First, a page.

Impact bias or underestimation? Outcome specifications predict the direction of affective forecasting errors.

Published on Apr 3, 2017in Journal of Experimental Psychology: General
· DOI :10.1037/XGE0000306
Eva C. Buechel8
Estimated H-index: 8
(USC: University of South Carolina),
Jiao Zhang13
Estimated H-index: 13
(UO: University of Oregon),
Carey K. Morewedge27
Estimated H-index: 27
(BU: Boston University)
Sources
Abstract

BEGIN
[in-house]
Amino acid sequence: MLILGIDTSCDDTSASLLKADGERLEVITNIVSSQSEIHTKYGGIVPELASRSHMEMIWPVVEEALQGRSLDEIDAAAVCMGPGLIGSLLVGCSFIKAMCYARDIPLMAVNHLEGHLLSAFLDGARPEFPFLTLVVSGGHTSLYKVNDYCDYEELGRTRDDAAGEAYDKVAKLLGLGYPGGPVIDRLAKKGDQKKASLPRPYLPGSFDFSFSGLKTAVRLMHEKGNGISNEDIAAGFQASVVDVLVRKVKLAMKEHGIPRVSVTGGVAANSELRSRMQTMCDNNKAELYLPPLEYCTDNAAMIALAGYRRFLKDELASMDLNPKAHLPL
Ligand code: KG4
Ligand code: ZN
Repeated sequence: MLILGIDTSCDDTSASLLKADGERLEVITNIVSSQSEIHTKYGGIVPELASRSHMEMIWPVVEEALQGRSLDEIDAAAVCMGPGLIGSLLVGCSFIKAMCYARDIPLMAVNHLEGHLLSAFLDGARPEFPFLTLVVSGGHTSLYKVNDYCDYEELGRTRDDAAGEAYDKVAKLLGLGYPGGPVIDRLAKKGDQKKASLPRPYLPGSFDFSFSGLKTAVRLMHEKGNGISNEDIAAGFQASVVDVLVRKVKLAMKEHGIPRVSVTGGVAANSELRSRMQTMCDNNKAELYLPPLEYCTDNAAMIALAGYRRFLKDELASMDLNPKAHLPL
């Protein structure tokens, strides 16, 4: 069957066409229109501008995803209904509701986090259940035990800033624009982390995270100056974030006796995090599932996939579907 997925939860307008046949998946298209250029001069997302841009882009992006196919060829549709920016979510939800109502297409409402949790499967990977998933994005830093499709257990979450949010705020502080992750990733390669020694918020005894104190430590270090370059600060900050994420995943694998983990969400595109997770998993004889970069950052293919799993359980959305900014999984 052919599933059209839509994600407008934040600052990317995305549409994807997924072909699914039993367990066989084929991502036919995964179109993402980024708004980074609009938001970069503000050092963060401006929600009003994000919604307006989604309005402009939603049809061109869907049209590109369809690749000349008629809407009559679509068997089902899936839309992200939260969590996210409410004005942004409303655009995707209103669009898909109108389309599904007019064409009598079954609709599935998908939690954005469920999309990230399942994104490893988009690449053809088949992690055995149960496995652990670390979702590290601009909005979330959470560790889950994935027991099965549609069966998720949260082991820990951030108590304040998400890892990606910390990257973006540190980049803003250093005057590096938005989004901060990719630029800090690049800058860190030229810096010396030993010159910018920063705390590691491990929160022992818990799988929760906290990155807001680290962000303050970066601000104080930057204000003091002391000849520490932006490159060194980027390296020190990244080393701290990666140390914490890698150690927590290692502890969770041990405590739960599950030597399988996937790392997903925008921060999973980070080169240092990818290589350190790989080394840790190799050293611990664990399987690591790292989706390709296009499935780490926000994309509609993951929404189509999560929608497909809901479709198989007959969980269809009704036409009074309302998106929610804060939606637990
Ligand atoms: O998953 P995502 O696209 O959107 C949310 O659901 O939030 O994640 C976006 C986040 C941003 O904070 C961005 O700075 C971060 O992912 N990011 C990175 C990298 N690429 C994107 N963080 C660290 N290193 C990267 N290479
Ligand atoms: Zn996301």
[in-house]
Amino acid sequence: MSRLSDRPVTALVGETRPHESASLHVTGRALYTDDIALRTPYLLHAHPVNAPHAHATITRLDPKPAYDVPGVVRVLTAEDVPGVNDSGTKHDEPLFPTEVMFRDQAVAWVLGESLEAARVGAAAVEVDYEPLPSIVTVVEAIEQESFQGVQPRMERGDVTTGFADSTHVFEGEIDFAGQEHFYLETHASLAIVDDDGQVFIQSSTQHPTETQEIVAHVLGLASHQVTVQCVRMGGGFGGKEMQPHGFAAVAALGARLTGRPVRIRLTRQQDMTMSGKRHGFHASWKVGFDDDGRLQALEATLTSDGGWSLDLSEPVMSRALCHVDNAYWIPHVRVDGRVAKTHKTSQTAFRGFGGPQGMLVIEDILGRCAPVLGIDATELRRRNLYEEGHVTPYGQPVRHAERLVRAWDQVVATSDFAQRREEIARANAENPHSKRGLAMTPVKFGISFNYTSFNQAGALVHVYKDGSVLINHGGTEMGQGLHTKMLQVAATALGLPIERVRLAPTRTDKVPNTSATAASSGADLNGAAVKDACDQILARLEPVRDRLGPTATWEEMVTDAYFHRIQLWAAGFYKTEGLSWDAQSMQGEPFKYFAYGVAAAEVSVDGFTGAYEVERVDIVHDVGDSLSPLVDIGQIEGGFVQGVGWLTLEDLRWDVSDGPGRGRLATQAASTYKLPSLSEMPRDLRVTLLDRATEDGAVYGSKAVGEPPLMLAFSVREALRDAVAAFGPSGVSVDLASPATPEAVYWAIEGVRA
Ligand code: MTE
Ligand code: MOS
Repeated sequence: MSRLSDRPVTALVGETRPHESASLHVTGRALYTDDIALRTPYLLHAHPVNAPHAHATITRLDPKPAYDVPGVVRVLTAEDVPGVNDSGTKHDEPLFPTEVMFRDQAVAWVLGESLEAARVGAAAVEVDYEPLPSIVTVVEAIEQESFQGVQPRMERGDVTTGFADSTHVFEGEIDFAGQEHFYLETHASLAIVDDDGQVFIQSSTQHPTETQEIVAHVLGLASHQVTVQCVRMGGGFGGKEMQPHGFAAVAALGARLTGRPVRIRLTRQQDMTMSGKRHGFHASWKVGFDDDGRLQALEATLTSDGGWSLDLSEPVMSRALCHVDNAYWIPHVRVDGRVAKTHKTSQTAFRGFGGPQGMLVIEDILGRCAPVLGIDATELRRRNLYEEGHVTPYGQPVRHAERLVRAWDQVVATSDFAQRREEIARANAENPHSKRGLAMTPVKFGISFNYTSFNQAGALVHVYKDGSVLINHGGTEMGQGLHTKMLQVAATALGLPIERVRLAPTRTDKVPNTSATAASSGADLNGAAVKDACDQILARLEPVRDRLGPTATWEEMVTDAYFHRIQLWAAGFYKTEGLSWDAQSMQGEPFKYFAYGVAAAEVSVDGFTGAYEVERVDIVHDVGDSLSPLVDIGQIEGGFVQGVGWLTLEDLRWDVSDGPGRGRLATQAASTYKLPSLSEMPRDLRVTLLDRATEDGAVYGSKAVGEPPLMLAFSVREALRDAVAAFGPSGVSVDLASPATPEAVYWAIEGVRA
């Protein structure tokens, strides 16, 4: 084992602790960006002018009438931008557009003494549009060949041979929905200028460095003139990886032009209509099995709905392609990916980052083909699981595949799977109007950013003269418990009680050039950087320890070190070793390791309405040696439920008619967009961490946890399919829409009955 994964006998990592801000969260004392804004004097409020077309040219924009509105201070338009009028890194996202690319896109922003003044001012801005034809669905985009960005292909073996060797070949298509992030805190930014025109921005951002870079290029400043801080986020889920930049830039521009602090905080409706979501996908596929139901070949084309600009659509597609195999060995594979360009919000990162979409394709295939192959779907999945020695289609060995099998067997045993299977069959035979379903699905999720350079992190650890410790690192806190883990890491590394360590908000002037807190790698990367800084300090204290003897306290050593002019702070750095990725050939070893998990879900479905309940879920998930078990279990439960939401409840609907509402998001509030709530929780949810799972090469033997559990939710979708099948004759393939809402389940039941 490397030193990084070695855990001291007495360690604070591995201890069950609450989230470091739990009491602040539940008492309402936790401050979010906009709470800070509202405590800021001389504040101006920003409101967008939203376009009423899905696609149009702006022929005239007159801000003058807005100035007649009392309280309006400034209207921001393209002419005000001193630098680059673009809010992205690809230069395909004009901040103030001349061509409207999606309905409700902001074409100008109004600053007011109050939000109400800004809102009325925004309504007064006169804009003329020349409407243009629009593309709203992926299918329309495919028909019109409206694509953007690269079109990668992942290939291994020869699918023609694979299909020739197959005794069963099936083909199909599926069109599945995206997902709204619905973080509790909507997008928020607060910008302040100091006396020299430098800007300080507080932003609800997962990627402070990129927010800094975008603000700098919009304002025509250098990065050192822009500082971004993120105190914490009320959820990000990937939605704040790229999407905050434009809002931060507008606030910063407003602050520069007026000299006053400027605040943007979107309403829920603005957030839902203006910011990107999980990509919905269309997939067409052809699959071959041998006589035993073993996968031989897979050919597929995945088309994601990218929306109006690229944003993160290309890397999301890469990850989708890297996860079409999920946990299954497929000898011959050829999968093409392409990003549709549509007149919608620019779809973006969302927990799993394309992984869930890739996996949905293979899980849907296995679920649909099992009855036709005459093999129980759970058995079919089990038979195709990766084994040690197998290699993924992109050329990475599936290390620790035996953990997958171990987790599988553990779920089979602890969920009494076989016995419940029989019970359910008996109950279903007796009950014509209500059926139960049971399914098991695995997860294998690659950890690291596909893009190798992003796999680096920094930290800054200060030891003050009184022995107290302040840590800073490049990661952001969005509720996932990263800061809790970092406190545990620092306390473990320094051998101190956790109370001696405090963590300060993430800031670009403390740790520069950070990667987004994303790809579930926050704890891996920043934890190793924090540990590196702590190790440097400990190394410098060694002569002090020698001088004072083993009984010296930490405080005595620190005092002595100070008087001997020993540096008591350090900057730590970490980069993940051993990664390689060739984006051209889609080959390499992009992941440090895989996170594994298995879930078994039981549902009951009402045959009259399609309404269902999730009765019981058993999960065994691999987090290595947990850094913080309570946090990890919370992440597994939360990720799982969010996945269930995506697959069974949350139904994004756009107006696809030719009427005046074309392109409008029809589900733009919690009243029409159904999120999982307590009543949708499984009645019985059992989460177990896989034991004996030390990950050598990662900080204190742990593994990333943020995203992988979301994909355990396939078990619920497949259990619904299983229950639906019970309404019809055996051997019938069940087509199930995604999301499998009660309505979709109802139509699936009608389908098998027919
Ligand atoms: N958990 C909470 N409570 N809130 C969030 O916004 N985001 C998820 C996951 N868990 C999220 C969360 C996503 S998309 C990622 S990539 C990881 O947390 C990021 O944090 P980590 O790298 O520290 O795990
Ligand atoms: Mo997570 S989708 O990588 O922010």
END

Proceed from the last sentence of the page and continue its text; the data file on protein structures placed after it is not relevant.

: Affective forecasts are used to anticipate the hedonic impact of future events and decide which events to pursue or avoid. We propose that because affective forecasters are more sensitive to outcome specifications of events than experiencers, the outcome specification values of an event, such as its duration, magnitude, probability, and psychological distance, can be used to predict the direction of affective forecasting errors: whether affective forecasters will overestimate or underestimate its hedonic impact. When specifications are positively correlated with the hedonic impact of an event, forecasters will overestimate the extent to which high specification values will intensify and low specification values will discount its impact. When outcome specifications are negatively correlated with its hedonic impact, forecasters will overestimate the extent to which low specification values will intensify and high specification values will discount its impact. These affective forecasting errors compound additively when multiple specifications are aligned in their impact: In Experiment 1, affective forecasters underestimated the hedonic impact of winning a smaller prize that they expected to win, and they overestimated the hedonic impact of winning a larger prize that they did not expect to win. In Experiment 2, affective forecasters underestimated the hedonic impact of a short unpleasant video about a temporally distant event, and they overestimated the hedonic impact of a long unpleasant video about a temporally near event. Experiments 3A and 3B showed that differences in the affect-richness of forecasted and experienced events underlie these differences in sensitivity to outcome specifications, therefore accounting for both the impact bias and its reversal. (PsycINFO Database Record
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